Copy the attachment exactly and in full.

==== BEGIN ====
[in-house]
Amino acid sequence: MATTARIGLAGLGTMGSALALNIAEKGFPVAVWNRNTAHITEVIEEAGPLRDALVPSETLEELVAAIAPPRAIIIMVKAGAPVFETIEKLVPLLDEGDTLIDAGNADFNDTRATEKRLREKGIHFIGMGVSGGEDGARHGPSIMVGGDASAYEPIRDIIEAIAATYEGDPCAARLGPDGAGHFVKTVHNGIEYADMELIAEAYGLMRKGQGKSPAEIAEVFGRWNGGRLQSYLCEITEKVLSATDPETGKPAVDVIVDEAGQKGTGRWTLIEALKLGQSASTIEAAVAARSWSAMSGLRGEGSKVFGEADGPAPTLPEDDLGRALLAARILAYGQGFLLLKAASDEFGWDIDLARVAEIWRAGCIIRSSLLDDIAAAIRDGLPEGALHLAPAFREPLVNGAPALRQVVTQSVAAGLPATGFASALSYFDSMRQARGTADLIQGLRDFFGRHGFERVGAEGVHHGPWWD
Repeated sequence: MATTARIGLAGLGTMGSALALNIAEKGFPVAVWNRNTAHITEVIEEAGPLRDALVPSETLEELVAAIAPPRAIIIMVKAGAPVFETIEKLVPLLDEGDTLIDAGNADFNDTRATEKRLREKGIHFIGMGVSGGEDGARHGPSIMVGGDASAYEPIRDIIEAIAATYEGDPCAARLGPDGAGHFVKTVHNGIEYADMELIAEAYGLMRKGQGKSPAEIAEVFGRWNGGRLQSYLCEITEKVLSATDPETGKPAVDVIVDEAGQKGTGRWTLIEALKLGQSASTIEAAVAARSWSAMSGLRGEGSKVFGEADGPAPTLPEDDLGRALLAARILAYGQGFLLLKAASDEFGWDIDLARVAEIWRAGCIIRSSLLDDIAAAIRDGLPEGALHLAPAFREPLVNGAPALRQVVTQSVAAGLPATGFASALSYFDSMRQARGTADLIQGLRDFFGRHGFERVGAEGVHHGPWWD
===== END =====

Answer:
[in-house]
Amino acid sequence: MATTARIGLAGLGTMGSALALNIAEKGFPVAVWNRNTAHITEVIEEAGPLRDALVPSETLEELVAAIAPPRAIIIMVKAGAPVFETIEKLVPLLDEGDTLIDAGNADFNDTRATEKRLREKGIHFIGMGVSGGEDGARHGPSIMVGGDASAYEPIRDIIEAIAATYEGDPCAARLGPDGAGHFVKTVHNGIEYADMELIAEAYGLMRKGQGKSPAEIAEVFGRWNGGRLQSYLCEITEKVLSATDPETGKPAVDVIVDEAGQKGTGRWTLIEALKLGQSASTIEAAVAARSWSAMSGLRGEGSKVFGEADGPAPTLPEDDLGRALLAARILAYGQGFLLLKAASDEFGWDIDLARVAEIWRAGCIIRSSLLDDIAAAIRDGLPEGALHLAPAFREPLVNGAPALRQVVTQSVAAGLPATGFASALSYFDSMRQARGTADLIQGLRDFFGRHGFERVGAEGVHHGPWWD
Repeated sequence: MATTARIGLAGLGTMGSALALNIAEKGFPVAVWNRNTAHITEVIEEAGPLRDALVPSETLEELVAAIAPPRAIIIMVKAGAPVFETIEKLVPLLDEGDTLIDAGNADFNDTRATEKRLREKGIHFIGMGVSGGEDGARHGPSIMVGGDASAYEPIRDIIEAIAATYEGDPCAARLGPDGAGHFVKTVHNGIEYADMELIAEAYGLMRKGQGKSPAEIAEVFGRWNGGRLQSYLCEITEKVLSATDPETGKPAVDVIVDEAGQKGTGRWTLIEALKLGQSASTIEAAVAARSWSAMSGLRGEGSKVFGEADGPAPTLPEDDLGRALLAARILAYGQGFLLLKAASDEFGWDIDLARVAEIWRAGCIIRSSLLDDIAAAIRDGLPEGALHLAPAFREPLVNGAPALRQVVTQSVAAGLPATGFASALSYFDSMRQARGTADLIQGLRDFFGRHGFERVGAEGVHHGPWWD